[Harp-L] Alan Wilson Hooker & Heat Australian players etc
Hooker & Heat:
Scott that's a good question.I have no Idea what amp set-up he's useing however,this album was my inspiration to deep gnarly harp tone for many years. I often use Kalamazoo Model 2's [sometimes]linked through a Fat Dog Splitter using a Microphone from Dennis Oelig [Mr Microphone] which gives me very comparable crunch, tone and 'that' effect. I don't think he's useing anything 'big' maybe an old Valco or some such ? Try: www.harpamps.com
Every now and then I play with James T. from Canned Heat. He seems rather un-interested in 'gear'. Basically he'll use 'almost anything with tubes in it ' and basically adjust to it [and he's a top shelf tongue block smooth blues/boogie player].
James had an 80's Bassman [tweaked by Harvey Mandel] when we first met but now, he just uses a cheap Peavey and a Beringer for his harmonica [it's majorly acoustic/electric show]?
That great harp tone on Hooker & Heat, I believe is all about Al's regard and inspiration to playing with John Lee.
The 'freshness of the improvisation' is that wonderful 'live' creative process captured forever. He layed out some of the most inspired low down swampy amped lines ever on some of those tracks, there is no doubt.
Hey Scott, why not give Papa LightFoot a good listen too?
That is a ' cranky low down amplified tone' and very deceptive clever licks on his tunes too. Another really great blues player.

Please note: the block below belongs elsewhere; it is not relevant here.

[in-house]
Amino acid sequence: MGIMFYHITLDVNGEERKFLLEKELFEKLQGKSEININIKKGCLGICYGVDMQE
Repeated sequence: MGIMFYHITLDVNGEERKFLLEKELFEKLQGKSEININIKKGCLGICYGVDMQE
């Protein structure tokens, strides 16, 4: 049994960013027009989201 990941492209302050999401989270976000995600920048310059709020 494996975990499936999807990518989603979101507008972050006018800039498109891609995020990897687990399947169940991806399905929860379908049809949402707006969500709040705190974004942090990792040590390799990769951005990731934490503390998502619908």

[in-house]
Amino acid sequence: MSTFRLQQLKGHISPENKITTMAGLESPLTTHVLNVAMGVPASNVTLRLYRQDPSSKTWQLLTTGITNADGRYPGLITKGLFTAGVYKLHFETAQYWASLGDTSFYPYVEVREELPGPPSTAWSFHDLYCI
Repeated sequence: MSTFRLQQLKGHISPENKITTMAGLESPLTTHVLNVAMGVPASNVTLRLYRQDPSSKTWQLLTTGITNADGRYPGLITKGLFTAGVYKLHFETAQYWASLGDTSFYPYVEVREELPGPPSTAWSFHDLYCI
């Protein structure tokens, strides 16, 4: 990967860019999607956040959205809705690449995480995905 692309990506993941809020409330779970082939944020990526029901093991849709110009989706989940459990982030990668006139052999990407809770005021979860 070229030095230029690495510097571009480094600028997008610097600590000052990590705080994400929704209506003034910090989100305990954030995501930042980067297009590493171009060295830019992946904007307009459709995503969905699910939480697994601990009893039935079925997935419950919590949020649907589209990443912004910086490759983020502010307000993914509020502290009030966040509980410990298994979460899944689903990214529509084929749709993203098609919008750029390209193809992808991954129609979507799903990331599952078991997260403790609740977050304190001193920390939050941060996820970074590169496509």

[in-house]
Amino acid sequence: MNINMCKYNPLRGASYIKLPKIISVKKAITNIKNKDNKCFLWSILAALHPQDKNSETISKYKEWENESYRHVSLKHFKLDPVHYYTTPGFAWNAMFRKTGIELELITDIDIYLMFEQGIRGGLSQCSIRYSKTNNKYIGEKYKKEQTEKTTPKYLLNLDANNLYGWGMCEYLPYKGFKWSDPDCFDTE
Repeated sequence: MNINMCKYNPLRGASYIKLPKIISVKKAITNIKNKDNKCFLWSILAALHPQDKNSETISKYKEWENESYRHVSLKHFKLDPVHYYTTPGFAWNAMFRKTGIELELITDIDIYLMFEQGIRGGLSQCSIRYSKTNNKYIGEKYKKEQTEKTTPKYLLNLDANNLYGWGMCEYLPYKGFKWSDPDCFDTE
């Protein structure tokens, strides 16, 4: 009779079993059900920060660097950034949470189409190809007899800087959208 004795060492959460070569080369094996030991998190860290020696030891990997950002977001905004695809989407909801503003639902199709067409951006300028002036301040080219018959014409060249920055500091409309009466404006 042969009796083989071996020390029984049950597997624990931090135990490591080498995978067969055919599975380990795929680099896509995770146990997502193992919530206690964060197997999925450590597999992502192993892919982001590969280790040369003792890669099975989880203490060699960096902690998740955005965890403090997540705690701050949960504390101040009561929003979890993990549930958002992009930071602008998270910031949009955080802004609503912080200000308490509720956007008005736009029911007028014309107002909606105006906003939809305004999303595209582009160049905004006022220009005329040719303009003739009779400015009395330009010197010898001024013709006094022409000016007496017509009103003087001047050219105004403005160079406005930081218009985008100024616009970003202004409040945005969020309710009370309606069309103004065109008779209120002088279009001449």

I love Paul Butterfields [Lost Elextra Sessions]too.
As for that earlier post by Eric about Australian players: Bluegrass/country+ blues there's... Lawrie Minson [Australia's Charlie McCoy], Tony Clifford, Jim Conway, Ian Collard, Chris Wilson, Rex Hill, Robert Susz, Ron King, and literally a busload of others escaping my mind right now...
Just to boast, Tony Eyers and I came 'equal third' at the Hohner Harmonica Championships a couple of years back.
How the hell that happened is beyond me.
He's a really great bluegrass player who technically can easily run rings around me. I am much more a intuitive deep south electric boogie/acoustic blues style of player.
It was 'a total freakout' that experience. In fact it was very easy to have 'the nerves' get the better of your intentions. Also there is nothing worse in my opinion, than playing to your peers in a 'contest'? Scarey.
This archive was generated by a fusion of
Pipermail 0.09 (Mailman edition) and